MPs want cultural, local leaders involved against gender based violence

Government has been urged to strengthen cultural leaders and local councils as key players in elimination of Gender Based Violence (GBV).

Members of Parliament say the two categories have in the past proven effective in handling community disputes more than the police that is currently at the forefront of handling GBV cases.

“I know the police is handling GBV. But it needs to be supported. I worked with local councils and I know they can do much if well equipped.” The Gweri County Member of Parliament, Mr Julius Ekudo says.

Ms Idah Nantaba, the Kayunga district woman representative, says the custodians of law enforcement tend to get compromised by perpetrators of GBV.

“For those who have lived in some countries, you know that you just don’t beat a woman and go free. But here, if a man goes to the police and has money, he can compromise the prosecution.”

The members made the remarks today (Monday), December 5, 2022, during an orientation on GBV for the Committees of Gender, Labour and Social Development; and Human Rights and Equal Opportunities at Parliament.

The Children’s Act 1989 states that local councils are mandated to protect the rights of children in their local areas.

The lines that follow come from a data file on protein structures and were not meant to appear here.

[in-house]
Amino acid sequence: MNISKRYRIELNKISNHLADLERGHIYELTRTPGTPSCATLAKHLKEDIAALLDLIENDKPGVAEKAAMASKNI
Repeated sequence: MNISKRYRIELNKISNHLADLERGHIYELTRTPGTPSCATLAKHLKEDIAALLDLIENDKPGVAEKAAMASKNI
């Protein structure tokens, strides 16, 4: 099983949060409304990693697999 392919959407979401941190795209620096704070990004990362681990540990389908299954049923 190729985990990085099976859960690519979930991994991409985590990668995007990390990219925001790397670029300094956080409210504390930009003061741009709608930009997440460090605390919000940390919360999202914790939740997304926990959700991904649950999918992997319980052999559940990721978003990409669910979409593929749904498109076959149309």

However, the legislators are concerned that the rampant cases of GBV reported in police crime reports could be an indication of a weak local council system.

Ms Flavia Kabahenda, the Chairperson of the Committee on Gender, Labour and Social Development, wonders if local councils know their mandate over handling GBV.

“Local government mandates that all LCs should be in charge of child and family protection. I don’t know whether LCs know their mandate. If they don’t know, then, they will let things be. We need to target these people.” She says.

The Busia Municipality Member of Parliament, Mr Geoffrey Macho, says the utilisation of cultural leaders will restore sanity in families following the restoration of traditional norms.

Dr Jane Ekapu, a gender expert in the Ministry of Gender, Labour and Social Development who facilitated the orientation, says her ministry has registered results working with local authorities, urging the law makers to stir up the work being carried out by cultural institutions.

“I know that Teso, Tooro and Buganda Kingdoms have an action plan on GBV. What MPs would do is to tap into those plans.”

She tips the legislators to work with religious institutions in their activism against GBV singling out the Church of Uganda as a key player in fighting female genital mutilation in Sebei. This MPs’ orientation on GBV is part of the annual campaign on 16 days of activism against gender based violence in women and girls that takes place between November 25 and December 10.

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